Safety on the High Seas: Who Makes the Rules?

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The disasters involving the cruise ship Costa Concordia in 2012 and the ferries Norman Atlantic and Sewol in 2014 all have one thing in common: they were recent sea disasters in which lives were lost. While the Costa Concordia and the Sewol disasters were caused by human error and the Norman Atlantic is still under review, there is one question that’s looked at very closely anytime a disaster happens on the high seas: was the ship in full compliance with the  Safety of Life at Sea (SOLAS)? Read on to learn a basic understanding of SOLAS, what led to its creation, and what else exists in terms of safety for cruise passengers.

What is SOLAS?

SOLAS is a comprehensive set of rules that guide all cruise ships, cargo ships, oil tankers, and even the small boats that sit in marinas around the world. This document, which has been used for more than 100 years in a few different versions, has been generally regarded as the most important of all international treaties concerning the safety of merchant ships; however, SOLAS in its current state is actually a fairly recent product, given that it just entered into force in 1980.

What existed before SOLAS?

Before SOLAS was conceived, nations had rulemaking bodies pertaining to the high seas, though each nation operated independently of others. One of the better known lawmaking bodies was the British Board of Trade. It maintained standards for British shipping with legal updates until the last decade of the nineteenth century. While the technology had improved and the ships had gotten larger, no updating of the rules was undertaken until SOLAS.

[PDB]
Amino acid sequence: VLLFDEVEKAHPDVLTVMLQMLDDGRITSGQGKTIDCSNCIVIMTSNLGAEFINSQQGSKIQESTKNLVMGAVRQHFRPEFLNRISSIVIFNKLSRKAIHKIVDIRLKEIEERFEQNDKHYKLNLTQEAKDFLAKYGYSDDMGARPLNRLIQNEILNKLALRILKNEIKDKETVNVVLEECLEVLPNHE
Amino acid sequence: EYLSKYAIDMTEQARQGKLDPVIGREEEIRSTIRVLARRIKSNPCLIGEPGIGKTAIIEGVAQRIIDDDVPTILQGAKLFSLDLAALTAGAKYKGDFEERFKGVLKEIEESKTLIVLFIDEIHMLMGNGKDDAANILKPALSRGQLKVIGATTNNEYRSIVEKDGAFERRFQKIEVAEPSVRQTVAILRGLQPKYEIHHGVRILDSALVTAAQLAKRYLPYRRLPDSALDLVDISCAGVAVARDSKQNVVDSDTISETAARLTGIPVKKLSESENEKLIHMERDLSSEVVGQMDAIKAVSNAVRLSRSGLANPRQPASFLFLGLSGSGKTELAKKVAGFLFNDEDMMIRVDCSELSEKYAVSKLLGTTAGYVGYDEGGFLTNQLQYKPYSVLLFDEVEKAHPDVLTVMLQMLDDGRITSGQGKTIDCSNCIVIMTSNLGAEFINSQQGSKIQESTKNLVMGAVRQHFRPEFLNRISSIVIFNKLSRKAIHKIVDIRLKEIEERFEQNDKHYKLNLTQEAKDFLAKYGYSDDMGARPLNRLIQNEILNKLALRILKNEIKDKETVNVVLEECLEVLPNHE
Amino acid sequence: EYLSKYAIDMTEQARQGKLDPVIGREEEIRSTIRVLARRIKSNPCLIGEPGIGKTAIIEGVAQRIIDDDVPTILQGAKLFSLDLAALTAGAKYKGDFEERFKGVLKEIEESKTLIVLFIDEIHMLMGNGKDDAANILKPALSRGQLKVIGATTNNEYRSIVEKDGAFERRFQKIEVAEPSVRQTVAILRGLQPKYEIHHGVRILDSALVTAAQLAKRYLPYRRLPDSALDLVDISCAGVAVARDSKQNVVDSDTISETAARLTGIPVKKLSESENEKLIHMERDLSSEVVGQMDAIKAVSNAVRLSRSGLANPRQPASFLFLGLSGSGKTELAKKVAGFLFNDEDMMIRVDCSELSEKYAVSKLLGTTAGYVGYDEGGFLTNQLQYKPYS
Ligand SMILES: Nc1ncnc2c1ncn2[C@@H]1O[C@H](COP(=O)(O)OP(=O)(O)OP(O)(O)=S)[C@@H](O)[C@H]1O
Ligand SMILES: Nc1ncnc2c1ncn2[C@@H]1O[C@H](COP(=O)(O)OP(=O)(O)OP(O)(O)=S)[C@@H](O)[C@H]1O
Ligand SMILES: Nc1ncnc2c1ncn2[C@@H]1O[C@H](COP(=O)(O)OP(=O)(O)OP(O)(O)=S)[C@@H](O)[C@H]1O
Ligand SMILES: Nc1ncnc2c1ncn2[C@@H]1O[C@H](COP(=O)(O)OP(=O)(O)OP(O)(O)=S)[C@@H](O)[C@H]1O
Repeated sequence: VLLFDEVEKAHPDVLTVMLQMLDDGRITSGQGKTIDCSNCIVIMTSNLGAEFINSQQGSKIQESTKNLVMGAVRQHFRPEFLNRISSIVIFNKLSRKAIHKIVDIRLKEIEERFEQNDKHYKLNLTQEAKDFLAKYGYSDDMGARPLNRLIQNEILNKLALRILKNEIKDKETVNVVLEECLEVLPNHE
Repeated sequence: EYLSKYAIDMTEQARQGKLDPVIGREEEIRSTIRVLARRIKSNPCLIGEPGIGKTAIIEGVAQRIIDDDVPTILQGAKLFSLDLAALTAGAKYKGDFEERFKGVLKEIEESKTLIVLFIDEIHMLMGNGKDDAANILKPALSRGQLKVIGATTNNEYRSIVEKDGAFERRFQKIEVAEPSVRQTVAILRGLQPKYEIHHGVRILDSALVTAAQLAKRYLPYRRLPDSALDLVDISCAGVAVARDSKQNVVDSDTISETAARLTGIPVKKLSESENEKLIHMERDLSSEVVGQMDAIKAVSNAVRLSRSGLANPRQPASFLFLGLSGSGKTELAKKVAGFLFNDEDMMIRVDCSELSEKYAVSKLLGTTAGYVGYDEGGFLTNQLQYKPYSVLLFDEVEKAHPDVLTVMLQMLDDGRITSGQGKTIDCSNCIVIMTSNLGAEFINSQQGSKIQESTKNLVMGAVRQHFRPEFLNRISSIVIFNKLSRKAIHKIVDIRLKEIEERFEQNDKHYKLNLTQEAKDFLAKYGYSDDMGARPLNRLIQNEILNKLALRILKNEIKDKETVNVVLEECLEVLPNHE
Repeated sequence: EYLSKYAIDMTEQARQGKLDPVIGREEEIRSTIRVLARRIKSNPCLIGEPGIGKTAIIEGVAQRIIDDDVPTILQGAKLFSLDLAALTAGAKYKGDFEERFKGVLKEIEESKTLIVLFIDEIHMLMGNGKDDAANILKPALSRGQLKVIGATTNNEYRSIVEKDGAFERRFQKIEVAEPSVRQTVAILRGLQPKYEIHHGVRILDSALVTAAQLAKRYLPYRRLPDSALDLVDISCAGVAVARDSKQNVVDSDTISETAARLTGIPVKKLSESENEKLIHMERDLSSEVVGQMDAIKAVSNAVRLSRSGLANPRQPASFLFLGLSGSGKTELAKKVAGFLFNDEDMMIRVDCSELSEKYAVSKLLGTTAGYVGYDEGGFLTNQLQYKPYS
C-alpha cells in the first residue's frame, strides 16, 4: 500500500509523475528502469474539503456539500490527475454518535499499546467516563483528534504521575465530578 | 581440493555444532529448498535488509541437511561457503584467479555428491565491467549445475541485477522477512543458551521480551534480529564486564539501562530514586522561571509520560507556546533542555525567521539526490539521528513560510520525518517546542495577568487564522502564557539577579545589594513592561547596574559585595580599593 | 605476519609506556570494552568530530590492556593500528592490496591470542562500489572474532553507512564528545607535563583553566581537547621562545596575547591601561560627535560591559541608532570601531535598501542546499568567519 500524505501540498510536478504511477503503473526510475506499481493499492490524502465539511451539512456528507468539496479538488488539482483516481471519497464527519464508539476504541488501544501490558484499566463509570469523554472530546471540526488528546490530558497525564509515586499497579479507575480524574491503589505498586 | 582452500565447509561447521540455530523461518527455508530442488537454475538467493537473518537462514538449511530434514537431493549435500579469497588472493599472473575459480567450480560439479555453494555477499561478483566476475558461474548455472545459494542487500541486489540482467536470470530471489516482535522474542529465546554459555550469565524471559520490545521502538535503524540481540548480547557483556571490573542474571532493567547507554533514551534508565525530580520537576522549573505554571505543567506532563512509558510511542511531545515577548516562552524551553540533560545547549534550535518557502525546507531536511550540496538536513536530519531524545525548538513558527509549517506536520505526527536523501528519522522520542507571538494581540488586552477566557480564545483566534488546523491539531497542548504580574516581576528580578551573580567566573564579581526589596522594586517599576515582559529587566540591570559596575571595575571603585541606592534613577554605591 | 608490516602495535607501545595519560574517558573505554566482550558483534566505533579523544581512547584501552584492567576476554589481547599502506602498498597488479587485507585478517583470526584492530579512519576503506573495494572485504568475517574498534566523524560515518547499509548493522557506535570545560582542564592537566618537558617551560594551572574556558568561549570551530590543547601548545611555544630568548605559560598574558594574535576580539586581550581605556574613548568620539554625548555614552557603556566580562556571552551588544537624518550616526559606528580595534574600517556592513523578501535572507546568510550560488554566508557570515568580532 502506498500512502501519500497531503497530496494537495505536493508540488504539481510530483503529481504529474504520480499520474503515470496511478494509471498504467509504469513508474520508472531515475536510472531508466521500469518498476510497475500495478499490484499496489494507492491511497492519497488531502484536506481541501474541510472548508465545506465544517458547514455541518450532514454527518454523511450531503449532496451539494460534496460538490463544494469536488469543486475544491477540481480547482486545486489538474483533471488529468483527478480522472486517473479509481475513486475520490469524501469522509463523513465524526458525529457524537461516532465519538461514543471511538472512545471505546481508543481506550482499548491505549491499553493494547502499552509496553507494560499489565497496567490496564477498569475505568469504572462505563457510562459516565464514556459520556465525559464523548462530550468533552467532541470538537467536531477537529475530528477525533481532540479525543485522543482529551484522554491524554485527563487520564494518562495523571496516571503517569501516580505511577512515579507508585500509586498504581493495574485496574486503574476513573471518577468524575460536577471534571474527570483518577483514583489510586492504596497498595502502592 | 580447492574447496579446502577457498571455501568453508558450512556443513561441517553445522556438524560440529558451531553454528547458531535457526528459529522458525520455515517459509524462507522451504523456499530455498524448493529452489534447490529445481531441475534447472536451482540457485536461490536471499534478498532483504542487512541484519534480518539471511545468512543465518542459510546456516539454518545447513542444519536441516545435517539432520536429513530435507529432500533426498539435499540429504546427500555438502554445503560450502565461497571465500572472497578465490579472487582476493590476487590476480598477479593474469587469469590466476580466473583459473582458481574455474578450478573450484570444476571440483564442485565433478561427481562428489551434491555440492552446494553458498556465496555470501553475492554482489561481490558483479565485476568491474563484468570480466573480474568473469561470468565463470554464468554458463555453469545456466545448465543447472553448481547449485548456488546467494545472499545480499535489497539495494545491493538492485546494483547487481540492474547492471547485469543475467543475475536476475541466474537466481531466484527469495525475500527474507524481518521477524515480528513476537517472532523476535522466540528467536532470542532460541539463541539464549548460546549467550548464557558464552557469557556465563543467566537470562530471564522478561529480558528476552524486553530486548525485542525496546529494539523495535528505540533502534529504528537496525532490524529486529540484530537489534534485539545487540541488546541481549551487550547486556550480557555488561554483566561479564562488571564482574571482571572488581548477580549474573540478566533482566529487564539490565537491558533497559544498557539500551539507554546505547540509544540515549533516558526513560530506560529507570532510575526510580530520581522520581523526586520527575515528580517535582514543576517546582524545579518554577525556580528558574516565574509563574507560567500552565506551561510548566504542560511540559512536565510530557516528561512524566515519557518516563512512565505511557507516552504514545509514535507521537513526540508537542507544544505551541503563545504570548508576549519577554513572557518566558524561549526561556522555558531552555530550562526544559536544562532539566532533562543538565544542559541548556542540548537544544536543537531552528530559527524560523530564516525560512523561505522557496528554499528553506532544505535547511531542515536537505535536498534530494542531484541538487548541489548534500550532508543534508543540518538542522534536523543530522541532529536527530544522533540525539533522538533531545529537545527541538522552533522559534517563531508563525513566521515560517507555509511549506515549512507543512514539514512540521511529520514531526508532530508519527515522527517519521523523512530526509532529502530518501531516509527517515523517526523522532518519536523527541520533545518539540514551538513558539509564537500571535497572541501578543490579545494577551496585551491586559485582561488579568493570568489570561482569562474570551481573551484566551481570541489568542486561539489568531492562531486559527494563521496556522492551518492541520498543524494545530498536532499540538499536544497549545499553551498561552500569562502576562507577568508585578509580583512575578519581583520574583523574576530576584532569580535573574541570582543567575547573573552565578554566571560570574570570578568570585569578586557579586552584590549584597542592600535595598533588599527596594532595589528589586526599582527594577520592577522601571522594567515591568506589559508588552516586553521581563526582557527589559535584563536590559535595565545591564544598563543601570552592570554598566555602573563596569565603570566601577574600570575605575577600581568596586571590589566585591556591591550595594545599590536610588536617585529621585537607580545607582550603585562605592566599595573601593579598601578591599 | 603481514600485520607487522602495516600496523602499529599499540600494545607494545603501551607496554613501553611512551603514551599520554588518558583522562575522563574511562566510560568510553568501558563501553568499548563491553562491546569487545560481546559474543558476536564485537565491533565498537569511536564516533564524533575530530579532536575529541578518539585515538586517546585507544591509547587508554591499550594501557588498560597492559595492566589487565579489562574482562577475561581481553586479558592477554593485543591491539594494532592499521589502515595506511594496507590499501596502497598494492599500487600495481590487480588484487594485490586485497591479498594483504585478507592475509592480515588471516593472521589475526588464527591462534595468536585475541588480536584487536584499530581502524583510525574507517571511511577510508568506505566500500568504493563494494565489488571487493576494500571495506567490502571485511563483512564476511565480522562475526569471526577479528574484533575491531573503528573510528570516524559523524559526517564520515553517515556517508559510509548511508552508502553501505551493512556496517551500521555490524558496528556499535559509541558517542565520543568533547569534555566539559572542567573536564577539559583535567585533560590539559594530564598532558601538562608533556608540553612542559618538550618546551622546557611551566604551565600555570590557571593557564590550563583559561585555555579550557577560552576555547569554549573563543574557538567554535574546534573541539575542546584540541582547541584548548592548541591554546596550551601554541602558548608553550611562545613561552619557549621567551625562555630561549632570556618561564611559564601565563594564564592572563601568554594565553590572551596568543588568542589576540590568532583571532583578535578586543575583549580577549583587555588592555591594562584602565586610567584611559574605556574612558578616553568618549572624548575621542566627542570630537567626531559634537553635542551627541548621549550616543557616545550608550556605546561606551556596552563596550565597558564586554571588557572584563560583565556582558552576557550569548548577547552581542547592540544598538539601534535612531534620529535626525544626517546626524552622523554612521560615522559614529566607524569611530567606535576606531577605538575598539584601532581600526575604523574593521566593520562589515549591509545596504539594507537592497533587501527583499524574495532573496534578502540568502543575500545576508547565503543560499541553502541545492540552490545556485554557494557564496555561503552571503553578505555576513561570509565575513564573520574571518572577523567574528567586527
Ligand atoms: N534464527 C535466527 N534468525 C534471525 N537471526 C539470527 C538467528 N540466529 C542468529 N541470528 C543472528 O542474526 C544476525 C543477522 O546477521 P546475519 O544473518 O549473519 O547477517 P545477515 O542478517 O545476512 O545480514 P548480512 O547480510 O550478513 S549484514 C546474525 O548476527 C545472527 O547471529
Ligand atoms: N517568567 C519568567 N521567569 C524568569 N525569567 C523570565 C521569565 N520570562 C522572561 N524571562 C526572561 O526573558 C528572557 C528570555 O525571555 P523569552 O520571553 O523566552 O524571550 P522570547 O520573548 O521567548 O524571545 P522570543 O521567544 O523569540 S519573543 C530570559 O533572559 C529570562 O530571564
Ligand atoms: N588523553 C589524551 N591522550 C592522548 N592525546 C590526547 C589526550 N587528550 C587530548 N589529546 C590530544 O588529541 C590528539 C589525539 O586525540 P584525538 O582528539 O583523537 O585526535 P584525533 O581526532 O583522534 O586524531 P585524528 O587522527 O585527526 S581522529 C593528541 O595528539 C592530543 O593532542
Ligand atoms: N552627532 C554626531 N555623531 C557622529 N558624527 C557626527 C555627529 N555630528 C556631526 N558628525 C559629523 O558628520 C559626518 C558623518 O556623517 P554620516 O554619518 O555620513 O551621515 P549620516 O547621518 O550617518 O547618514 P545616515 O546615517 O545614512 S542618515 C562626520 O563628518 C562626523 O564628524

The Ill fated R.M.S. Titanic. Image courtesy of Cliff via Flickr

Why the Change?

The main factor in the change to SOLAS was the disaster in which Royal Mail Steamer (RMS) Titanic sank. To explain why it turned into such a disaster, it’s important to know that the British used a very complex set of rules to determine how many lifeboats a ship needed. This formula is as follows: any ship over 10,000 tons must carry 16 lifeboats with a capacity of 5,500 cubic feet of space plus enough rafts and floats to equal 75 percent of the lifeboat capacity. This was based on the assumption that a human being needed ten feet of cubic space.

Now let’s apply this formula to the Titanic. The Titanic weighed in at a massive 46,000 tons, putting her well over the 10,000 ton mark. This meant that to be certified, she needed at least 16 lifeboats. The Titanic was equipped with 16 lifeboats able to carry 65 people each, meaning that she could carry a total of 1,040 people. Titanic’s owner, the White Star Line, showed that they had done better than minimum requirements by adding four collapsible boats, each able to hold 47 people. That gave the Titanic enough space to rescue 1,178 people.